An interesting defense of free will in Scientific American
|January 5, 2014||Posted by News under Mind, Free Speech, News|
Scientists can make a patient’s arm shoot into the air, for example, by electrically stimulating a spot in the motor cortex. The patient often insists that she meant to lift her arm and even invents a reason why: She was waving to that handsome doctor! In his 2002 book The Illusion of Conscious Will, psychologist Daniel Wegner calls these delusional, after-the-fact explanations “confabulations.”
We all confabulate now and then. We passively do what we’re told to do—and believe what we’re told to believe—by parents, priests and political leaders, and we convince ourselves it’s our choice. We subvert our wills by deliberating insincerely, toward a foregone conclusion, and by failing to act upon our resolutions. Sometimes we act out of compulsion—out of fear or rage—without thinking through the consequences of our actions. But just because our wills are weak doesn’t mean they don’t exist.
His easy accommodation of free will to eliminative materialism doesn’t really work. For example,
Freedom, [eliminative materialist philosopher] Dennett asserts, can be “studied objectively from a no-nonsense, scientific point of view.” The nonprofit organization Freedom House does just that by charting the ebb and flow of freedom around the world. Freedom House defines a nation as “free” if it meets two criteria. First, it must “elect representatives who have a decisive impact on public policies and are accountable to the electorate.” Second, the nation must allow “freedoms of expression and belief, associational and organizational rights, rule of law, and personal autonomy without interference from the state.”
But what freedoms a government allows has nothing to do with the question of free will as it is usually discussed. People are free to disobey the government, if they are willing to accept the punishment. Some are:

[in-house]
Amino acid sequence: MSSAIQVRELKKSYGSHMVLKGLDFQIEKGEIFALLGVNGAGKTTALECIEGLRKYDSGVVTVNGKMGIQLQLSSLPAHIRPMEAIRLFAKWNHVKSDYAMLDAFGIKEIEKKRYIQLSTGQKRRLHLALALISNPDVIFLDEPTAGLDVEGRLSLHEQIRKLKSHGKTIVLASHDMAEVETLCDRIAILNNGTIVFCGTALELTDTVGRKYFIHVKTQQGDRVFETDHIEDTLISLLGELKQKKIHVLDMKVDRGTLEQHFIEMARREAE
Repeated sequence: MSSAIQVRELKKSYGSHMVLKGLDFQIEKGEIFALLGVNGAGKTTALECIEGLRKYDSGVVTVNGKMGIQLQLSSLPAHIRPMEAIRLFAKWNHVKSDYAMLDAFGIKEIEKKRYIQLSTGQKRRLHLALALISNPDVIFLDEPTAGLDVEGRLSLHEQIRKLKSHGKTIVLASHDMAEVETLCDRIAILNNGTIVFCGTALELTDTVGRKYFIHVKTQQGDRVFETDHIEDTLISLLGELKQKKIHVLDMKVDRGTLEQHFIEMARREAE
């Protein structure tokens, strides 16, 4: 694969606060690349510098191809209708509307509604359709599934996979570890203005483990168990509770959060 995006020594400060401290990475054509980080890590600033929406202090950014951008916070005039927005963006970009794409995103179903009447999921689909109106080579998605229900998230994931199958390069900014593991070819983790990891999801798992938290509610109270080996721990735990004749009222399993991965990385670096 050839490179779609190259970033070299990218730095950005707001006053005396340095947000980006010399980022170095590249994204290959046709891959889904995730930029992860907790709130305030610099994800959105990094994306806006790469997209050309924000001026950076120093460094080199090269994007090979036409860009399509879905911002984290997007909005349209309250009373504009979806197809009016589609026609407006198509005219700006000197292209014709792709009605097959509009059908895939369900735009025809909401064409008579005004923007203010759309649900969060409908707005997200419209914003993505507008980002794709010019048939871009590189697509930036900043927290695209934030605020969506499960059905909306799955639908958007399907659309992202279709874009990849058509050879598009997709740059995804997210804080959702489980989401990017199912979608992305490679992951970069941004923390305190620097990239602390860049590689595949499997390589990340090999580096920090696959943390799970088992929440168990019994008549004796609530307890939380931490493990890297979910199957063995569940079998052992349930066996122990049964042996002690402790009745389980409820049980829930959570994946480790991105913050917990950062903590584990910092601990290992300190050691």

In North Korea, citizens are forced to follow the state ideology known as “The Juche Idea.” Christians there “are the most persecuted believers on earth,” Foley told Fox. He estimates that there are around 100,000 Christians in the country. The network reports that 30,000 of those Christians “are believed to be locked inside concentration camps, where they are overworked, starved, tortured, and killed.”
In 2009, a 33-year-old woman was publicly executed in North Korea after being accused of distributing the Bible. Kenneth Bae, an American missionary, was arrested in North Korea and sentenced to 15 years of labor for “crimes against the state” in May.
Foley, who is in his late 40s, told Fox that believers in North Korea have a demand for Bibles nonetheless. He and his wife, a South Korean immigrant, first began sending balloons in 2006, from a location in South Korea near the North Korean border.
Free will is more often what happens when the government doesn’t allow freedom. Freedom is never given, it is assumed.
Maybe the only way a Scientific American writer could support free will is to somehow link it with materialism. Better that than embracing tyranny!
Hat tip: Stephanie West Allen at Brains on Purpose